Our politicians need to act mandating technology other than the ocean flushing, which only uses dilution as the solution for pollution. Flushing dose not address all problems associated by ballast discharges. Just using salinity alone dose not address ocean invasive's and other substances such as tar balls that can also be taken on during ocean flushing. Human health will continue being at risk and destruction of our waters will continue as shipping traffic continues to increase if our politicians do not start acting prudently.

Don M said...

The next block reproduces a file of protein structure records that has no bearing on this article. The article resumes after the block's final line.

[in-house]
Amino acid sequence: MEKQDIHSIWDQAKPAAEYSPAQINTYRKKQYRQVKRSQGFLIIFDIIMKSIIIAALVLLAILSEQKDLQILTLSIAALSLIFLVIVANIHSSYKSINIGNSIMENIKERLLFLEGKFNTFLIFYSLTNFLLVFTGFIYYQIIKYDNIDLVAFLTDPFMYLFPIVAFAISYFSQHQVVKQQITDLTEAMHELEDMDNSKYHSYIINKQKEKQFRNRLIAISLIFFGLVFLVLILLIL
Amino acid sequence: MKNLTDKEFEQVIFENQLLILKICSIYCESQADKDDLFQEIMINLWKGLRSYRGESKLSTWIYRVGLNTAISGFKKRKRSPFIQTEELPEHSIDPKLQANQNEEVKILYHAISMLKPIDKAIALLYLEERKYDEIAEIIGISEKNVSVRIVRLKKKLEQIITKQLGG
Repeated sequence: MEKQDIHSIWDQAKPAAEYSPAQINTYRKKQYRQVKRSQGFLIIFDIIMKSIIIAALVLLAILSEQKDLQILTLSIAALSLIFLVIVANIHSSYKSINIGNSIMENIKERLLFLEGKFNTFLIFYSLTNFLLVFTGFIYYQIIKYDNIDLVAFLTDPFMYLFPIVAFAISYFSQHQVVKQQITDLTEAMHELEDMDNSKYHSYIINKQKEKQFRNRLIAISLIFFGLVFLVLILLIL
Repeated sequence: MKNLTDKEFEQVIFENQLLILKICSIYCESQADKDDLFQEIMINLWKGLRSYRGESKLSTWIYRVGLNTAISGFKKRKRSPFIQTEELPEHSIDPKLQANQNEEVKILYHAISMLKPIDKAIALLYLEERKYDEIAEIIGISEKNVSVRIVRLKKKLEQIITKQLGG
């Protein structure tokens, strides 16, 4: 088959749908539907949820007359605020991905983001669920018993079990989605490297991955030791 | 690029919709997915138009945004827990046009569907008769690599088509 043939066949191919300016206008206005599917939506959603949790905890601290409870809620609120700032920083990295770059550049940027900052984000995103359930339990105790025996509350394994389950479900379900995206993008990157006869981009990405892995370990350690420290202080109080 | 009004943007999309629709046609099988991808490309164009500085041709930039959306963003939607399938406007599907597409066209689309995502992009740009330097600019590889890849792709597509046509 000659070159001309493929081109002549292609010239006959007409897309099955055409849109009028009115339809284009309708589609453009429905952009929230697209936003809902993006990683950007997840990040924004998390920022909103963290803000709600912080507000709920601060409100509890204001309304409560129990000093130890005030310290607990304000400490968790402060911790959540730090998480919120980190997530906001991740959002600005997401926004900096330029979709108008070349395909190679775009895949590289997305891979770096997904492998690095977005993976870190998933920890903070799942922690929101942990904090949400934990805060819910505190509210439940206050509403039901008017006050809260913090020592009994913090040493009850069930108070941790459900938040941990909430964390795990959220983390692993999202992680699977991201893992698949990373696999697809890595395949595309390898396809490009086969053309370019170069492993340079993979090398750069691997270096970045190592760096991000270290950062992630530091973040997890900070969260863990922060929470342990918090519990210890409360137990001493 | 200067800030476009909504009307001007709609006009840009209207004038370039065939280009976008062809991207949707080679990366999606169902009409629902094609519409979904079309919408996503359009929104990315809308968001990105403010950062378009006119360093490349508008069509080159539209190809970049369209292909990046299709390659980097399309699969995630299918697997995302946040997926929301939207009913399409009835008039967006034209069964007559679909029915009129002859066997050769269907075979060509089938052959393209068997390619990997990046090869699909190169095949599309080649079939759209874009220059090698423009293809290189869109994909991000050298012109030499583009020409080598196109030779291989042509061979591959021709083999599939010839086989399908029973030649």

Anyone who follows the history of ballast water should realize that after Senator Boxer killed legislation in 2008 passed in the House 395-7, to protect us from ballast water our politicians have been caving in to foreign shipping which constitutes the majority of flag ships in US waters. They currently have discussions going on in Congress concerning the economic problems this would create for shipping. California's action reversing their stance for tough regulations despite Senator Boxers claim that the legislation she killed for the whole country was not strong enough, points out the political game they are playing with American health an environment. Not a single piece of new legislation has been introduced in Congress by either party since, and the EPA had to be sued to even address the idea of creating a standard. Our President as commander and chief, three years after allegedly supporting congressional legislation in 2008 has done nothing but allow a continuous delay on Coast Guard standards, the latest being a delay to "correlate" ( after the next presidential election) with a yet undeveloped EPA standard. New York's governor, as attorney general developed their purposed tough standards and has now delayed them in conjunction. It is about our dependence on foreign manufactured products to bolster our economy, and sadly although America was capable of putting a man on the moon, because shipping interest say that: " technology is not out there " significant action will probably never be taken. What ever weak action is taken environmentalist will have to accept and new shipping investments to develop a fix for the problem will be minimal as they know the political will is gone the same as many of the politicians who did care, Granholm, Schwarzenegger, Patterson, Strickland, Oberstar, etc. Interesting with the political help of our President, Senator Boxer the person responsible for killing national ballast water legislation was reelected. Not surprising since the issue of ballast water is never public-ally broad cast by the news media, despite the severe affects the way it is handled will affect both, Americans and the worlds health and environment forever. The ironic travesty will be the way some who claim to care about environmental stewardship along with the shipping interest will portray weak action with respect and decorum as a great achievement, further destroying a chance for future significant actions. Shipping has won as this problem is not even close to being solved.